in Skidegate, a village just east of Queen Charlotte, I met with 23-year-old Sgaas Sgwaansing Shyla Cross. I had wanted to meet Cross because she is a Haida Watchman—the modern-day incarnation of the figures rendered on Haida poles like the one I’d first seen in Hlk’yah GawGa. Instead of watching for advancing war parties as their predecessors did, today’s Watchmen care for all that remains of the Haida villages in Gwaii Haanas. From May through the end of August, around 20 Watchmen—men and women both, ranging in age from teens to septuagenarians—spend two weeks to a month at a time at five old village sites in Gwaii Haanas. They trim the grass around the sites, clip the salal berry saplings that grow on the old poles, and ensure that guests don’t touch what they should not touch. Most of all, they act as Haida cultural ambassadors. The Watchmen guide visitors through the sites and the nearby rain forests. They explain the significance of the poles, point out the lightning-struck cedars, and answer questions about Haida history and beliefs. Their job is to welcome all who make the effort to visit, whether they land bow or stern first.
But the Watchmen are no mere park rangers. What I found most compelling about the Watchmen was that their personal histories are as deeply rooted in Gwaii Haanas as the cedar and spruce. Cross grew up hearing stories about her family’s secret fishing spots in distant inlets of Gwaii Haanas, stories about where they’d find the best abalone, say, or the most herring. Her Watchman service allows her to connect with these old stories. And even though she confesses to being attached to her cell phone, Cross says the low-tech quiet of Gwaii Haanas rejuvenates and relaxes her. In the evenings, after all the visitors are gone, Cross weaves bracelets out of bark she strips from the cedar and takes walks in the forests. “It’s such a simple way of life,” she said. “To have the ability to run around barefoot and no one scolds me to put my shoes on.”
I met another Watchman at the Centre: Gid yahk’ii Sean Young. He, too, can link his family history to the old villages in Haida Gwaii. Young’s great-great chinai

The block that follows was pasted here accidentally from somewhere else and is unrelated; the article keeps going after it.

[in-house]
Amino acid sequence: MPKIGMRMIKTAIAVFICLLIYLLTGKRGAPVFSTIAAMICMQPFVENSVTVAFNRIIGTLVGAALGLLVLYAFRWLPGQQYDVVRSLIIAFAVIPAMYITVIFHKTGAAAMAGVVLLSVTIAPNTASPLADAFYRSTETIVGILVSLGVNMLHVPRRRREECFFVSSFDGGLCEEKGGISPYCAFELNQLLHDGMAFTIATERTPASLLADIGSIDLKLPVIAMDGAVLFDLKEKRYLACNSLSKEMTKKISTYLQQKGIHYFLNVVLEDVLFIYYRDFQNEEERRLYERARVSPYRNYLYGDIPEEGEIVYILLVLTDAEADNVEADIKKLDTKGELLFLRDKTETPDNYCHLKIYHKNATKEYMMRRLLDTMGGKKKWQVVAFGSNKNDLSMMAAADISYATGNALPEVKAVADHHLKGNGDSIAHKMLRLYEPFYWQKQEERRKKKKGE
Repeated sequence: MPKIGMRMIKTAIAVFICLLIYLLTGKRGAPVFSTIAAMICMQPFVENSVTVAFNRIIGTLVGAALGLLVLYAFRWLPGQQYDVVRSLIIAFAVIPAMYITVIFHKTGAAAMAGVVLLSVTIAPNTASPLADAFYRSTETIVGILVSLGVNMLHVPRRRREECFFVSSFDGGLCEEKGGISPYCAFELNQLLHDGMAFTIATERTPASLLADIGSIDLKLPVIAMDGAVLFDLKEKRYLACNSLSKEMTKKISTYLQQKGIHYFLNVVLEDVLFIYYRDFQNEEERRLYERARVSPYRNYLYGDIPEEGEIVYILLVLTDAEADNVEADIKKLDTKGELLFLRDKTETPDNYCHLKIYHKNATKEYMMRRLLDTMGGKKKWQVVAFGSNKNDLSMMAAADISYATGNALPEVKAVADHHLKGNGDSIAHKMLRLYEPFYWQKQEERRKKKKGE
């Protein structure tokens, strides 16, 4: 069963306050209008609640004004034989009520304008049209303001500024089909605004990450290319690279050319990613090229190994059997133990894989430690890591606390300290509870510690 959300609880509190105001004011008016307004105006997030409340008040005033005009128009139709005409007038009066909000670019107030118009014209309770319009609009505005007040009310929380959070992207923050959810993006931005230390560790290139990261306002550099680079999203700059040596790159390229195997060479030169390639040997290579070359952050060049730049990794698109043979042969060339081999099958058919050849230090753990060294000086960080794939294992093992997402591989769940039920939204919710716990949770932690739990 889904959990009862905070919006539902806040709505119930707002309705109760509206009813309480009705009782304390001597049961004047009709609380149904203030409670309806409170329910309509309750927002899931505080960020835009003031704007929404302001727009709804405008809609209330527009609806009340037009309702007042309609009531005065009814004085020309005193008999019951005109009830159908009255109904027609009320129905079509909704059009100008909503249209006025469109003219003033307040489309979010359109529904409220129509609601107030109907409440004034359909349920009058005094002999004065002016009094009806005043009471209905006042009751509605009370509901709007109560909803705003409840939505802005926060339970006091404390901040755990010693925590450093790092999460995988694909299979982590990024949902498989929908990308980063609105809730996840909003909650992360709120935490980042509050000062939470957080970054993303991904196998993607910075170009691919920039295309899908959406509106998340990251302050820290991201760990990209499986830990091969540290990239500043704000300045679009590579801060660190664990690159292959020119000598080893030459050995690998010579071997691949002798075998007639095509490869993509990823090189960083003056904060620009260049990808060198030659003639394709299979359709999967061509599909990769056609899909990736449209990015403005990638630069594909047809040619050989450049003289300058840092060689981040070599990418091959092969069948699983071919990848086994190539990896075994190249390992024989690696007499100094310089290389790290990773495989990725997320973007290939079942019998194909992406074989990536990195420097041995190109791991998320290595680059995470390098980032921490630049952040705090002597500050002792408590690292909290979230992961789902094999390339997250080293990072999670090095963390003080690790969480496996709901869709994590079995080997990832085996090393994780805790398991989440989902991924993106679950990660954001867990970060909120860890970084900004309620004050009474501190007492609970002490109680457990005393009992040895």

, or grandfather, was born in a chief’s longhouse on K’uuna Llnagaay whose foundations Arens had pointed out during our tour. Young is 44 years old, and like many Haida men of his generation, had to decide between fishing and logging after finishing high school. “When you turned 18, you ended up in the bush or on the water,” Young said. “I chose the bush because my father was a logger.” Young eventually left the forest to study archaeology and now works at the Centre’s Haida Gwaii Museum as a collections curator.
The Watchmen program connects Young to his family’s past and serves his family’s future. Last year, Young “watched” with his girlfriend, Dall sgii Helen Engelbert—also a Watchman—and their two-year-old daughter, Saandlaans Thora. The summer sun sets late in Gwaii Haanas, Young said, and after their daily duties, Young, Engelbert, and Thora would spend their long evenings exploring the islands around them and gathering food. They picked blackberries and huckleberries. They fished for salmon, halibut, and prawns. They trapped crabs and culled mussels, scallops, and sea urchins. “Thora caught her first fish this summer,” Young said. “Her first solid food was sockeye salmon.” The Watchmen program not only grants Young the opportunity to share his culture with visitors but also allows his family to live in accordance with that culture themselves.
And this is what I’d come to Haida Gwaii to find: Canadian First Nations culture in the present tense. Haida anglers may fish from Zodiacs rather than canoes, but they ply the same waters for salmon and halibut. Old beliefs endure. Haida traditions were shared with me, not staged. “The core root of the whole Watchmen program is to tell people that ‘We are Haida. We are alive. We’re still thriving. We’re vibrant,’” Young said. For the Haida, Gwaii Haanas is not a park. It is home.>>Next: Everything You Need to Know to Plan a Trip to Haida Gwaii